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tom panos

The difference between marketing and closing

tom panos
Tom Panos 4 minute read

Marketing is about getting noticed. Sales is about closing.

But these two functions are always confused. They are, in fact, two very different things that deliver a different result. They are not interchangeable.

Marketing gets you to the table. Sales is about closing that sale when you’re at the table. But you won’t be closing anything if you haven’t been invited to the table in the first place.

So how do you get to the table?

In real estate there are two activities – ‘push’ and ‘pull’. Some refer to it as ‘attracting’ versus ‘chasing’ and it’s pretty much the same for the broking industry.


I have been researching successful real estate agents for 15 years and specifically training and coaching Australia’s and New Zealand’s best agents in recent years. The seven-figure agents I interview all run an attraction business. They attract to them the best vendors coming onto the market because of the strength of their profile and presence.

It’s quite simple: the agent that has the listings is the agent that gets the listings.

Furthermore, the agent with the best marketed listings gets the vendors who will do the best marketing once they list. It’s called the law of attraction.

It’s no accident that attraction agents are highly skilled at selling vendor-paid advertising (VPA). VPA is the absolute foundation of success in the new real estate world. A marketing-based agent uses acceptable VPA skills to help a seller get a better result for their property, and as a by-product helps build their attraction business.

The secret of attraction agents is to use your current listings and their marketing to help you get more listings with more marketing – probably what you call referrals in broking. Most importantly, this process is carried out because at all times it’s the vendor that wins most and the agent wins second.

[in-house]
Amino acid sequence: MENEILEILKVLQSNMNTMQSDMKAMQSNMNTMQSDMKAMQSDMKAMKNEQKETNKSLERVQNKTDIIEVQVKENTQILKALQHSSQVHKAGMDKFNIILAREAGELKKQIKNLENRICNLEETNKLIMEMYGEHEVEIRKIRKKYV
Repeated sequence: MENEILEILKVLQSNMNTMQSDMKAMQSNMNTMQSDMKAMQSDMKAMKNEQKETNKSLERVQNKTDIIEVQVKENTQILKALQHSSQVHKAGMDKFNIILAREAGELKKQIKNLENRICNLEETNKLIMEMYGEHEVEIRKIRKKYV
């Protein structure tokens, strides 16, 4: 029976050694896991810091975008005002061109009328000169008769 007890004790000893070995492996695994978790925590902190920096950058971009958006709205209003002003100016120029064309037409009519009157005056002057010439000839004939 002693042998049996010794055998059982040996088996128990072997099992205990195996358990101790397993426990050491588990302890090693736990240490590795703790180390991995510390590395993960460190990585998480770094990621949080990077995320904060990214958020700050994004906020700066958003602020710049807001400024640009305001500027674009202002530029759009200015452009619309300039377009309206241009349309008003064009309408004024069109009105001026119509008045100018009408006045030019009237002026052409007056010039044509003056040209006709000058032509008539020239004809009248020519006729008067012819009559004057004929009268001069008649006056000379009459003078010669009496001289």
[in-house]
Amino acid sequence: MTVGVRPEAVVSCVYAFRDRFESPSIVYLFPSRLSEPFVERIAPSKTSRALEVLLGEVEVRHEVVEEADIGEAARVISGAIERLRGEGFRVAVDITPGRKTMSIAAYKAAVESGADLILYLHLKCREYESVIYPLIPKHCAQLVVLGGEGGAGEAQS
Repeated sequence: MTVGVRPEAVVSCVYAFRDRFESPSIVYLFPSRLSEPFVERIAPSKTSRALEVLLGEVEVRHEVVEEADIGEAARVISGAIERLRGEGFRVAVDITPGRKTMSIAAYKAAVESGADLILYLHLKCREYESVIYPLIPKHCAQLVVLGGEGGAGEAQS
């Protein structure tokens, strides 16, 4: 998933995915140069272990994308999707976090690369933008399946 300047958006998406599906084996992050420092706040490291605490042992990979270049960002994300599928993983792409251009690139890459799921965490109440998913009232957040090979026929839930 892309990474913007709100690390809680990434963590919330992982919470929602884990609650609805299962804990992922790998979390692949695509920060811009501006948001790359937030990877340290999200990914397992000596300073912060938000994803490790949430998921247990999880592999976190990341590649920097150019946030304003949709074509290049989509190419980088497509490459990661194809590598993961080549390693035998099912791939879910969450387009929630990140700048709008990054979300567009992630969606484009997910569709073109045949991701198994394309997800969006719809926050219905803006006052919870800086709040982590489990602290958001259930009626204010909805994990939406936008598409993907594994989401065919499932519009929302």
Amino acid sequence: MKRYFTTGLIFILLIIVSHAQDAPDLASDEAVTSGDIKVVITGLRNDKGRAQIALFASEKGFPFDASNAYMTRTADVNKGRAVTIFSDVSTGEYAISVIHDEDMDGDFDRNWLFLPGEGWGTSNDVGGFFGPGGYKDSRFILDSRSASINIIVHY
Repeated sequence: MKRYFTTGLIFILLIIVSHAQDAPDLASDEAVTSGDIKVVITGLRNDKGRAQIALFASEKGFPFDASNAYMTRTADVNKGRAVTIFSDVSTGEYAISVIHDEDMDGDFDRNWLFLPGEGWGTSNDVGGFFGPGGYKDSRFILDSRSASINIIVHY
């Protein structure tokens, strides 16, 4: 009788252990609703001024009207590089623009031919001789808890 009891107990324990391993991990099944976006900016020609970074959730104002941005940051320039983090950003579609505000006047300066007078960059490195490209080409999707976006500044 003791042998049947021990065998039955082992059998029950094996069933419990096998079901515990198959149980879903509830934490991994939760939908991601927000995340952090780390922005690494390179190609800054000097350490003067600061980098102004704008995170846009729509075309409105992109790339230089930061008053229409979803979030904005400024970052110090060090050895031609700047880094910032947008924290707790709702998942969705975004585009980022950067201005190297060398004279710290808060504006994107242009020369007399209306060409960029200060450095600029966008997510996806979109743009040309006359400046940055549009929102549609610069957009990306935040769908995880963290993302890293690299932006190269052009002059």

There’s a new buzz phrase in marketing in real estate: “Make sure your online and offline are in line”.

Brand is everything and in real estate, as in mortgage broking, everything you do either builds or destroys your brand. Your car, your smile, your Facebook account, your web presence and digital footprint, your print advertisements are all sending a message. Consistency in that message is what builds a brand. Imagine walking through a prestige Mercedes showroom and seeing an old Toyota Corolla sitting on the showroom. It’s not consistent.

This is exactly what happens when your online and offline get out of line.

We’ve all seen examples of it in real estate advertising. A stunning property is marketed with a large, beautiful page one internet listing combined with a small postage-stamp sized print advertisement. The online and offline is out of line. This sends out a distorted message to the buyers and influences their perception on the value of the property.

The same can be said if a property is advertised as a large full-page print advertisement and appears as a small internet listing on page 12 of the search results. Again, the online and offline is out of line. It’s not consistent.

You need to have a correlation between all your media. Your online and offline needs to be in line. That’s because the presentation you put forward in the media influences buyers as to the value of the property. Get everything consistent, and buyers know they are dealing with a top notch quality property that requires a serious offer.

Just as importantly, this consistency influences sellers and the perception they have of you as an agent – either someone who will ensure the presentation is consistent, or someone who lets details slide.

Tom Panos blogTom Panos, real estate advertising director, News Corporation

Tom Panos is News Corp’s director of real estate advertising and is also an auctioneer, real estate trainer and coach. His weekly blog goes out to 14,000 agents, and focuses on being an attraction agent. He regularly interviews Australia’s highest producing real estate people.

For more information, visit www.tompanos.com.au.

The difference between marketing and closing
tom panos
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tom panos
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